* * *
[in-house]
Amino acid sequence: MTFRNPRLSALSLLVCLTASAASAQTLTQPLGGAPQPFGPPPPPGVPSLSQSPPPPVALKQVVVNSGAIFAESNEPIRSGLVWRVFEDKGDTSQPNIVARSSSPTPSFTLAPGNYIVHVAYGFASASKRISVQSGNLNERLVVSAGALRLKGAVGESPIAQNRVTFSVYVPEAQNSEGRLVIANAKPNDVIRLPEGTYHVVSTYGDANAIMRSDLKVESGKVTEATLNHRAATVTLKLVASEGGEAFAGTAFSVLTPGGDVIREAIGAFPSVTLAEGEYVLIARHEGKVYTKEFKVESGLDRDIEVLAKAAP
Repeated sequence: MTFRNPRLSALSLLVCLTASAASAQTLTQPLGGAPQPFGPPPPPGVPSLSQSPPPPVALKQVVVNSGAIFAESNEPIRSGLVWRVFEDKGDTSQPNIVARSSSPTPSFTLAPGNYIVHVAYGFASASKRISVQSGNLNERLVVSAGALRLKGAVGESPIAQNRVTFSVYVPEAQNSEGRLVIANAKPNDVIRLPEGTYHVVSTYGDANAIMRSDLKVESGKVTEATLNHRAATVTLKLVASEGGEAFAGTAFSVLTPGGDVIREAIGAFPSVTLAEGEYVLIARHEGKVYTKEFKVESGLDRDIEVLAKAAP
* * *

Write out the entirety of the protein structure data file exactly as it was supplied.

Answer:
[in-house]
Amino acid sequence: MTFRNPRLSALSLLVCLTASAASAQTLTQPLGGAPQPFGPPPPPGVPSLSQSPPPPVALKQVVVNSGAIFAESNEPIRSGLVWRVFEDKGDTSQPNIVARSSSPTPSFTLAPGNYIVHVAYGFASASKRISVQSGNLNERLVVSAGALRLKGAVGESPIAQNRVTFSVYVPEAQNSEGRLVIANAKPNDVIRLPEGTYHVVSTYGDANAIMRSDLKVESGKVTEATLNHRAATVTLKLVASEGGEAFAGTAFSVLTPGGDVIREAIGAFPSVTLAEGEYVLIARHEGKVYTKEFKVESGLDRDIEVLAKAAP
Repeated sequence: MTFRNPRLSALSLLVCLTASAASAQTLTQPLGGAPQPFGPPPPPGVPSLSQSPPPPVALKQVVVNSGAIFAESNEPIRSGLVWRVFEDKGDTSQPNIVARSSSPTPSFTLAPGNYIVHVAYGFASASKRISVQSGNLNERLVVSAGALRLKGAVGESPIAQNRVTFSVYVPEAQNSEGRLVIANAKPNDVIRLPEGTYHVVSTYGDANAIMRSDLKVESGKVTEATLNHRAATVTLKLVASEGGEAFAGTAFSVLTPGGDVIREAIGAFPSVTLAEGEYVLIARHEGKVYTKEFKVESGLDRDIEVLAKAAP